East Africa

When to go…

East Africa has a tropical climate and temperatures are usually pleasant year-round due to their proximity to the equator. In the low lands, it can be very hot whereas further south on the coast, the sea breeze cools temperatures. The hottest months are between November and February.

What to see…


Just south of the equator, Tanzania is one of Africa’s biggest destinations for game viewing. The National Parks and Game Reserves of the country allow tourists, with to view these animals up close in safari vehicles, on guided walks, on horseback or hot air balloon.

The forces of nature have worked together to create the magnificent solitary peak of Mount Kilimanjaro, Africa’s highest peak and one of the highest freestanding mountains in the world. Accessible to veteran climbers as well as novices, there are six routes up the mountain which vary in levels of difficulty. Climbers will journey through five ecological zones, each with an array of fauna and flora. Some parts of Kilimanjaro are protected as a National Park and are home to the white colobus monkey, mountain hyrax, elephant, leopard and many more. Rising from a humid equatorial jungle and concluding in snow covered peaks, visitors to the mountain will be taken along an adventure of beautiful sights and landscapes and rewarded with a spectacular view at the summit. The best time to climb the mountain is between August and November.

Tanzania’s oldest park, the Serengeti National Park offers visitors one of the best game-viewing opportunities in the world. Usually starting in May, guests to the Park will be able to witness what is known as the Great Migration when huge herds of wild animals search for greener pastures after the rainy season. The most famous animal in this procession is the wildebeest as there are more than 1.5 million of this herbivore, but the annual migration into Kenya also follows hundreds of thousands zebra, buffalo and gazelle. The animals form a procession with the young and weak bringing up the rear. Stalking in the bushes behind them, are large numbers of patient predators including lions, cheetahs, hyenas and wild dogs. Crocodiles lurk in rivers. The best time to witness this incredible natural show is between May and July and again on their return in mid-November. Visitors can view game in four-wheel drive vehicles or by joining a game drive or even watching from above in a hot air balloon. The Serengeti’s ecosystem supports the largest concentration of wildlife in the world, with over three million different animals and birds.

The Ngorongoro Crater is the largest unbroken caldera in the world and has been described as one of the great natural wonders of the world. Once the site of an active volcano, the Crater forms a tenth of the Conservation Area in which it is located. Today, the crater floor attracts an abundance of wildlife with its swamps, lakes and rivers set amongst towering forests and mountains. The crater is estimated to have 30 000 animals and almost every species of African plains mammals. A rich variety of birdlife exists here as well, including the flamingo. Views from the rim of the crater are sensational.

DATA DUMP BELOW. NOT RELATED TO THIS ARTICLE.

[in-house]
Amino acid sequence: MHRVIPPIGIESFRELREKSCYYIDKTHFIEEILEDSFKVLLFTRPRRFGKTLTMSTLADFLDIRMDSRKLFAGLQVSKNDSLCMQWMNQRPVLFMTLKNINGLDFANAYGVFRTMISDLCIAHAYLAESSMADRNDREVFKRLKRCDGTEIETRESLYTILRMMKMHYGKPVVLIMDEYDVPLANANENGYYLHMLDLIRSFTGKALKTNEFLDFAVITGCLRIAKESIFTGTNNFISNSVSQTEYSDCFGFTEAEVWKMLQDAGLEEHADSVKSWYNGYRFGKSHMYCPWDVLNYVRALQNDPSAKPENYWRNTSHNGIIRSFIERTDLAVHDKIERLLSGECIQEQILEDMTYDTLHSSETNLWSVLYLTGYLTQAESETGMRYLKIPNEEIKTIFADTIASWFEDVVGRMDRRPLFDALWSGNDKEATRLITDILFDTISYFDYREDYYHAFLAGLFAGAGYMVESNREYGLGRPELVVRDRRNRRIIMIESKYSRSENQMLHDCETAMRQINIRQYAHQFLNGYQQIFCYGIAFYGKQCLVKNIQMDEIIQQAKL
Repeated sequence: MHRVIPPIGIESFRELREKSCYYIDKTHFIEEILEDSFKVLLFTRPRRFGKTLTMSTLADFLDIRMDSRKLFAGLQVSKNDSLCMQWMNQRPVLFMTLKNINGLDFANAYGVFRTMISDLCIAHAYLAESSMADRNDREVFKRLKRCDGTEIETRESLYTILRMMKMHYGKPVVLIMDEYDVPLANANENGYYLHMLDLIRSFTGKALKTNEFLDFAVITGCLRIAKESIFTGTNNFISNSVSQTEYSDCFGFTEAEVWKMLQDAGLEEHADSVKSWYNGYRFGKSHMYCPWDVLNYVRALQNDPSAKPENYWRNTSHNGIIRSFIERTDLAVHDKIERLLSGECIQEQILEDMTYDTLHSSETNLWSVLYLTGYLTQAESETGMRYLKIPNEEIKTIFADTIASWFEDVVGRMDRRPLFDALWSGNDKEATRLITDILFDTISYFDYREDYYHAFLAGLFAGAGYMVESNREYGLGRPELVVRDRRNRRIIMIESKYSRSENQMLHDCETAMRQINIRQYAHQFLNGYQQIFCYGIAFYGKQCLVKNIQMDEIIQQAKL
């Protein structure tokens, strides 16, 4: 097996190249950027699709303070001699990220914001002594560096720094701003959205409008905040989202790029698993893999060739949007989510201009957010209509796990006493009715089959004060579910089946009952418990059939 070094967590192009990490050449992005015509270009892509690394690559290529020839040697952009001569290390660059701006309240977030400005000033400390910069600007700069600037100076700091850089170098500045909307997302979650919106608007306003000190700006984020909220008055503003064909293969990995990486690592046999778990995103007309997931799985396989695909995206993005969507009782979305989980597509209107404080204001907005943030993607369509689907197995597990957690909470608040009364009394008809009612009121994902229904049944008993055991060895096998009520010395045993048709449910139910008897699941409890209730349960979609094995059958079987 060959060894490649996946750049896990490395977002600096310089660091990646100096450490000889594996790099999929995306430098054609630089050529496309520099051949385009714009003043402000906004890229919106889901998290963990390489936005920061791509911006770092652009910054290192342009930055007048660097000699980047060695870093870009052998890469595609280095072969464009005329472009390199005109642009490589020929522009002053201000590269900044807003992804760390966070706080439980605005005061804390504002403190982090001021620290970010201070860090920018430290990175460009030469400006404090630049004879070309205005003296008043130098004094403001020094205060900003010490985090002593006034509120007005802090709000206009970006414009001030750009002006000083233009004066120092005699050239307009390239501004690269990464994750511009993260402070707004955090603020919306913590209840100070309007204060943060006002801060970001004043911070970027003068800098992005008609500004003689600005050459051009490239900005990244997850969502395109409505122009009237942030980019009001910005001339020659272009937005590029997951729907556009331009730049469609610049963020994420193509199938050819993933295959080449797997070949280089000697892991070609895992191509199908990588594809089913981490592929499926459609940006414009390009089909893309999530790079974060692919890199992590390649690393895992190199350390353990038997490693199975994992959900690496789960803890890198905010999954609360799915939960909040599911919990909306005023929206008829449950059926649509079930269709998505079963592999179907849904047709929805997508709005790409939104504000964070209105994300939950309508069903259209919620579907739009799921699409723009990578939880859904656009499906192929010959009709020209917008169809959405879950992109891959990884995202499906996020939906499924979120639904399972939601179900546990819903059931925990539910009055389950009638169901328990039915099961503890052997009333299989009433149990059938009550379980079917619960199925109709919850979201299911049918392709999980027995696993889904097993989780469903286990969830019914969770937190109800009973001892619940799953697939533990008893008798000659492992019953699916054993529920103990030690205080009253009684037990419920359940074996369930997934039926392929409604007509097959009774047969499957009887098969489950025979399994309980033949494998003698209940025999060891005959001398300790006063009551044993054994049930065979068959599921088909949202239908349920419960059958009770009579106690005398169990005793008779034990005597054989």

One of the world’s largest Game Reserves, the Selous Game Reserve is also home to the biggest elephant herd in the world. About 32 000 elephants roam in the Reserve. Encompassing habitats from open grasslands, to acacia and miombo woodlands and extensive riverine forests, the Reserve supports an array of wildlife including black rhino and huge populations of buffalo and hunting dogs. The swamps support wetland plants, reptiles and a variety and number of bird species. A tourism policy of low volume and high cost ensure that the Reserve is unspoilt and preserved. The best time to go is in the cool season, between the end of June and the end of October.

If you want to search for chimpanzees, the best places to visit are the Gombe Stream National Park and Mahale Mountains National Park.


Kenya has been called the ‘jewel of East Africa’, boasting world renowned Game Reserves and National Parks. These are set against breathtaking scenery seen throughout the country, from its mountains to its beaches. With an incredibly sophisticated tourism infrastructure, Kenya will leave a lasting impression on anyone who visits it.

The Great Rift Valley is most dramatic in central Kenya, providing the highlands with beautiful surroundings. Valleys and plains are shadowed by hills and mountains of a range of altitudes. Visitors to this region can go on pretty walks and hikes, explore mysterious caves and view various wildlife. Africa’s second highest mountain peak, Mt Kenya rises up from forests and alpine vegetation, its summit coated with snow throughout the year. The Mt Kenya National Park preserves its stunning scenery and offers glimpses of a range of wildlife.

The Masai Mara National Reserve in western Kenya is known for its abundant wildlife population especially during the Great Migration. Hundreds of thousands of animals arrive from Tanzania and pass through the Reserve during their big trek. From a hot air balloon, the view of the migratory animals is phenomenal.  Other animals which are commonly found in Masai Mara include elephants, cheetahs, baboons, gazelles, giraffes, jackals, hyenas, water buffaloes, ostriches and several types of antelope. The Masai tribes on the fringes of the Reserve sell traditional bead necklaces and other crafts.

Another popular game viewing spot is the Ambelosi National Park on the border, known for its herds of elephants and stunning view of the snow-capped Mount Kenya in the background. Adjacent to Mt Kenya, elephants, rhinos, dik-dik, leopards, lions, monkeys and rare forest antelopes roam in the densely wooded mountain range of Aberdare National Park. Other popular game viewing spots include Tsavo National Park, Kenya’s largest, the isolated Laikipia and the unspoiled wilderness of Meru.

The beautiful wilderness of Kenya meets the coast, where white sandy beaches invite tourists with their warm Indian Ocean waters. National Reserves and Marine Parks along the coast keep the beaches in their pristine condition, protecting the various fauna and flora here. Spectacular coral reefs provide some excellent diving spots, teeming with colourful fish. Deep sea fishing and snorkelling are also popular. Dhows are scattered along the coast and offer relaxing rides, from which lucky passengers might be able to spot dolphins swimming in the blue water. Interesting markets and pretty historical towns mark the coastline.